7 Similes to Inspire Your Writing

If you’ve been reading my blog or following me on Twitter, you’ll know I love a good simile. For most people, a simile will blend into the writing and they may not even notice they’ve read one.  Or they may be more apparent in a song, for example Elton John’s famous lyric: “And it seems to me you lived your life like a candle in the wind.” Or ‘Like a Rock’ by Bob Seger, who is not technically a rock.

However, for some people, probably lots of writers, and particularly ‘simile-obsessed’ me – once you start noticing them, you’ll keep noticing them. This is a good thing, because there are so many beautifully written similes making the story come alive on the page, revealing information about characters and even foreshadowing what’s to come!

Here are seven similes I’ve read and enjoyed recently.

  1. “One lion had pink balloons tied to his paw, bobbing in the breeze like a cluster of airborne haemorrhoids.” – Those Pleasant Girls by Lia Weston

Lia Weston’s hilarious novel about a mother and daughter trying to fit into a town of quirky characters is filled with delicious similes, making it hard to choose only one for this blog post. This simile hints at how thrilled they are to be attending a bridal shower for a pink-obsessed, Buble-loving real estate agent.

2. “The gun slid out of Whitt’s hands as he hit the floor of the boat shed, the weight of the kayak that had been slung across the ceiling knocking him into the ground like a nail bent beneath an enormous hammer.”  – Fifty Fifty by James Patterson and Candice Fox

The next instalment in the Harriet Blue series is all fast-paced action and suspense, with visual writing that drives the story forward. In this scene, Harry’s former partner confronts a serial killer.

3. “Behind us Rodney is playing basketball again. The sound of the ball hitting the wet concrete is like a hand smacking against bare skin.” – The Dark Lake by Sarah Bailey

Simple but active descriptions such as these set the scene as protagonist Gemma questions potential suspect Rodney over the death of his beautiful schoolteacher, creating a feeling of unease about what’s to come.

4. “She ran straight into Leo’s open arms, unable to stop the tears from falling, feeling at last defended, like a single musical note that had finally found the symphony to which it belonged.” – Her Mother’s Secret by Natasha Lester

I won’t say too much in case I spoil the surprises in this beautiful story, but this simile perfectly encapsulates an emotional scene between two of the main characters.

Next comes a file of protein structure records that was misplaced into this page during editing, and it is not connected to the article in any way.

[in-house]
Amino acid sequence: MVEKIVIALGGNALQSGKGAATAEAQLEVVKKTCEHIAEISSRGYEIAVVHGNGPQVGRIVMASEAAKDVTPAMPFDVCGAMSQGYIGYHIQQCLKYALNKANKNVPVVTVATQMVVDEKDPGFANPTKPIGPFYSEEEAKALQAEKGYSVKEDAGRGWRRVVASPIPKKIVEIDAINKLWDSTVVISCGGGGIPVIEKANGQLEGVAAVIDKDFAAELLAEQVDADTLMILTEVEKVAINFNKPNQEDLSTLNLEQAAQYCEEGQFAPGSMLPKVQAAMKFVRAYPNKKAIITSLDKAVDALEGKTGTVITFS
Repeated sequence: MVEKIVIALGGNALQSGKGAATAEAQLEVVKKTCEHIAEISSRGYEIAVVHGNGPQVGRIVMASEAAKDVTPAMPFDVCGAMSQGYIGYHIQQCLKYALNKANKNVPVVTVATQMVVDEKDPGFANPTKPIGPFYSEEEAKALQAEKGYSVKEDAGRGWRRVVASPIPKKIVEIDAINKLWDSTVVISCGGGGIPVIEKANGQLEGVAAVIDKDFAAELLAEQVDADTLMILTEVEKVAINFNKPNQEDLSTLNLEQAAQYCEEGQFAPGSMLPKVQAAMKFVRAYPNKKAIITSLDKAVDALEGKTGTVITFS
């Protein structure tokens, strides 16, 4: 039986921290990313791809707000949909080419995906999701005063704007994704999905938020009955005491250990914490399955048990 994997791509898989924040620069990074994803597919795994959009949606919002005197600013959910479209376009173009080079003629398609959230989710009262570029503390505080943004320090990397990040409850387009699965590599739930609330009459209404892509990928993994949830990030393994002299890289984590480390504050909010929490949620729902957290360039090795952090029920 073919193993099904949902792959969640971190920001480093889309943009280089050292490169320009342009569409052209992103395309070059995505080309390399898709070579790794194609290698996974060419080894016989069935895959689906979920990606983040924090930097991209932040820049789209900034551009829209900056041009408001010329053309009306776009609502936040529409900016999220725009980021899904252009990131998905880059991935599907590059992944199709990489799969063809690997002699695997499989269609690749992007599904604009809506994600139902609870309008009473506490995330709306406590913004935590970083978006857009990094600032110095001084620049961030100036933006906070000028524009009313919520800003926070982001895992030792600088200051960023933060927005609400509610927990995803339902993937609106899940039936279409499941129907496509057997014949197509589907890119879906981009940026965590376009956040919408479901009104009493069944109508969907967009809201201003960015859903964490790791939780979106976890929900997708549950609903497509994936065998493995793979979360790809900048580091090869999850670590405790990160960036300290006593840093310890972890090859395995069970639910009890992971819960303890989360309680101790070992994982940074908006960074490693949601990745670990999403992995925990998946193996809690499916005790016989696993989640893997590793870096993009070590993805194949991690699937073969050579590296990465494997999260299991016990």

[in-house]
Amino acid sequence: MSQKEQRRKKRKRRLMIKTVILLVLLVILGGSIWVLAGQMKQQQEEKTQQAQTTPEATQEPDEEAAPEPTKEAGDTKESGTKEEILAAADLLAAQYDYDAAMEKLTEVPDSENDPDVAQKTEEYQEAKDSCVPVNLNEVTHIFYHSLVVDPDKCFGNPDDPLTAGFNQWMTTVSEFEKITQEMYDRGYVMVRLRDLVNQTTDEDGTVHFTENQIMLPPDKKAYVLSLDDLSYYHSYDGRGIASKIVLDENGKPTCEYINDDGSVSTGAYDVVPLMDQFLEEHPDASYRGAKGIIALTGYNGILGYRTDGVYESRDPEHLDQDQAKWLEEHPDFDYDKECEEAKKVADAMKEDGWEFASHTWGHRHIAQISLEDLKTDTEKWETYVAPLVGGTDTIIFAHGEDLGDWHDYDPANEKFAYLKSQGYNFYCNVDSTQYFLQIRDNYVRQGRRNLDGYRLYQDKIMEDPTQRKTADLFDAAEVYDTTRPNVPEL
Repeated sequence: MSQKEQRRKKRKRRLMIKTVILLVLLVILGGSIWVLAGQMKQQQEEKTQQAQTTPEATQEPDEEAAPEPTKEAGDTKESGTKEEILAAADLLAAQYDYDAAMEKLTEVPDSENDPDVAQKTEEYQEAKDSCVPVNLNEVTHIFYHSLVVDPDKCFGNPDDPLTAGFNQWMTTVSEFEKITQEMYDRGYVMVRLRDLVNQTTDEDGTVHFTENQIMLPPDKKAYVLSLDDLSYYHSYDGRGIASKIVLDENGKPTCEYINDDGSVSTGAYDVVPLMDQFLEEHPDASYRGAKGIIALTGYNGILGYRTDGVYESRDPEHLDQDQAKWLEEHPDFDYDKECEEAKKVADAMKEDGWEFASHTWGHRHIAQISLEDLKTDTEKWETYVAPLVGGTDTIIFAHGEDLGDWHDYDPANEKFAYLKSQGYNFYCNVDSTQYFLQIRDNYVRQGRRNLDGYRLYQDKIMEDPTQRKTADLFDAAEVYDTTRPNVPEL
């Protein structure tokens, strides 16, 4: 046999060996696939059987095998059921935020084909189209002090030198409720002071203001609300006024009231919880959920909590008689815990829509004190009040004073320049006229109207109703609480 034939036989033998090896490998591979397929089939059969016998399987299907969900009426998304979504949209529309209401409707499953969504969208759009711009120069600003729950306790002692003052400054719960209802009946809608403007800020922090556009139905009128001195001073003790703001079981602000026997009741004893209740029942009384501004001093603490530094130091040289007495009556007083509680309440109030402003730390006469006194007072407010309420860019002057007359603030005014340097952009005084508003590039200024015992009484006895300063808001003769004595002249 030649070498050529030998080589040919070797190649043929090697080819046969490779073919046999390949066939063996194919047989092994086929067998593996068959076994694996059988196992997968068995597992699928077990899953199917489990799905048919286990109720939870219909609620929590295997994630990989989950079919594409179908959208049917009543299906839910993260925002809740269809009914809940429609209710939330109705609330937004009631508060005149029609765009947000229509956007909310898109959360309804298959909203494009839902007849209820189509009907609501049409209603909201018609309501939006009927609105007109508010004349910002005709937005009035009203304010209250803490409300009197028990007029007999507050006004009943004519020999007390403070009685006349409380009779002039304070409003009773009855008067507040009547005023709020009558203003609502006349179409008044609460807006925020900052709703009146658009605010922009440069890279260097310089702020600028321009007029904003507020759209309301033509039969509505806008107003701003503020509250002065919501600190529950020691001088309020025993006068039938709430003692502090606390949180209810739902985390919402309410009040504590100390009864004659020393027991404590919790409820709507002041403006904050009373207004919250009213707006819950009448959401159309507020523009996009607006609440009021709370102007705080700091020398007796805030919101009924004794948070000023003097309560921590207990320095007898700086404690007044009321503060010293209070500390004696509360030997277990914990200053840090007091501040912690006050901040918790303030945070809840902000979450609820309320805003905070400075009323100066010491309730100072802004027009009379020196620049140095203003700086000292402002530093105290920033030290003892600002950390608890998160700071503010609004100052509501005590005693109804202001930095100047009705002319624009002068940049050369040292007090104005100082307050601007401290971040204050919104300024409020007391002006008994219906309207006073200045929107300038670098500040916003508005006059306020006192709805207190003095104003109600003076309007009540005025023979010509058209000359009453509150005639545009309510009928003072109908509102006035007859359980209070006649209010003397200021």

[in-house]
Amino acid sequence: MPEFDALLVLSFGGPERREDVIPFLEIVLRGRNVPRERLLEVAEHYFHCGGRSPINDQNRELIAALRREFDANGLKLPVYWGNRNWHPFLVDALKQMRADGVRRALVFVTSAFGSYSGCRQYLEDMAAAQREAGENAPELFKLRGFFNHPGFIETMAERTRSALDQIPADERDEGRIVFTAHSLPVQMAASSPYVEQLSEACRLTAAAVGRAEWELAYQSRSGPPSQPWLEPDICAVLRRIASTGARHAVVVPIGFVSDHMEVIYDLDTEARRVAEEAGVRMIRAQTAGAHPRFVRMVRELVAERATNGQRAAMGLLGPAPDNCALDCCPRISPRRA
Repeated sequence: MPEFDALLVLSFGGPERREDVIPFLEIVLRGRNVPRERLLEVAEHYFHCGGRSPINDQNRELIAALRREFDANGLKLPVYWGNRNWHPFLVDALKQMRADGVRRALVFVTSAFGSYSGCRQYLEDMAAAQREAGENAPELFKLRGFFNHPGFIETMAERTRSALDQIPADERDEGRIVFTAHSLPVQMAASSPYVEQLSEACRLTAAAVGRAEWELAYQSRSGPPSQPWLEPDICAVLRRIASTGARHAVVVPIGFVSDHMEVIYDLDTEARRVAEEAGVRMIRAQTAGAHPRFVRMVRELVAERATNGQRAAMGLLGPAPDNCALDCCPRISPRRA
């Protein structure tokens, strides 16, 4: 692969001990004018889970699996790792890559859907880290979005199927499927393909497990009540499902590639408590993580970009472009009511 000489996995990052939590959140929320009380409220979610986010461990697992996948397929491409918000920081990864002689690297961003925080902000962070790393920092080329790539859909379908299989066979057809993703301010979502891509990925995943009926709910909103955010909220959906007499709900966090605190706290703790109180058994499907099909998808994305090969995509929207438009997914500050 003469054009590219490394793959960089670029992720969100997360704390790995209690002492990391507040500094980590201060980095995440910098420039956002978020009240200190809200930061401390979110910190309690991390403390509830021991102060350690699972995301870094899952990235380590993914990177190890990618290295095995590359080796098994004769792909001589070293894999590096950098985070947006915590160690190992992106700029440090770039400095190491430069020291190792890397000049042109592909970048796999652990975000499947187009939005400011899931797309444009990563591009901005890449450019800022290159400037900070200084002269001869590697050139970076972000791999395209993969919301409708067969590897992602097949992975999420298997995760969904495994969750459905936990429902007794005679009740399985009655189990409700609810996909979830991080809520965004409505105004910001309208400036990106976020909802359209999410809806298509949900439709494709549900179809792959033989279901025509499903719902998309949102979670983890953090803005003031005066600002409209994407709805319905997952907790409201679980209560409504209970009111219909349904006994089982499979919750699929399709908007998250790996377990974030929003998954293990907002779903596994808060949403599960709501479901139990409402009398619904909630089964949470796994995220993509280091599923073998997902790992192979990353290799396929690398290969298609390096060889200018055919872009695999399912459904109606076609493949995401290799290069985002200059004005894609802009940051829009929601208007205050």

5. “I didn’t cry or feel anger or anything, but I shook and shook so much that it made me giggle, which made Matt look at me like I’d screamed. Honestly, it was like I was on one of those vibrating chairs in the shopping centre. Like I was a vibrating chair.” – An Isolated Incident by Emily Maguire

Main character Chris narrates the story and her voice is captivating from the first few words. Her grief at identifying her dead sister is almost palpable in this scene.

6. “He advances like a floating Dracula. The menace is ruined by the sporting-goods-store bag loudly crinkling against his leg.” – The Hating Game by Sally Thorne

Sally Thorne’s tale about co-workers who love to hate each other is a laugh-a-minute ride. Language like this shows how Lucinda really feels about Josh when he catches her lurking near his desk.

7. “She pulls her pad from her bag and starts to sketch the scene: the long bridge, a small figure straddling the railings, clinging on, her dress whipping around her as though desperate to pull her back from fate, her hair lifted like kite tails in the breeze.” – The Hidden Hours by Sara Foster

It’s similes such as these that make me wonder – did this just pop into the author’s head? If so, I’m very envious. You can really see the woman and feel the wind when you read this vivid description of main character Eleanor’s troubled mind.

What are you reading at the moment? Have you noticed any similes? Or have you included a few in your own work in progress? If so, please share them in the comments below.


14 thoughts on “7 Similes to Inspire Your Writing

  1. I’m doing well. I’ve read four out of the seven of the books you mentioned. I had just started reading Lia Weston’s Those Pleasant Girls when I attended Natasha Lester’s workshop on similes and metaphors. It was great timing because after that I really noticed the similes Lia uses in abundance throughout her book. They’re hilarious – and yes, I laughed out loud when I read the one you quoted here.

    Liked by 1 person

  2. I used a simile for the opening line of my novel, Don’t Mean a Thing.

    Like an emerging butterfly, I stepped into the sunlight. A new day, a new place, a new life.

    Liked by 1 person

  3. The opening line of my novel: “The wheat rippled in the late winter’s breeze like dusty, crushed velvet flung out across the field.” I hemmed and hawed over this line, took it out, put it back in several times, thinking it might be overwrought.

    Liked by 1 person

  4. Was listening to U2’s Miracle Drug today, and as it came to my favourite line, I thought of you. “Freedom has a scent like the top of a newborn baby’s head”

    Liked by 1 person

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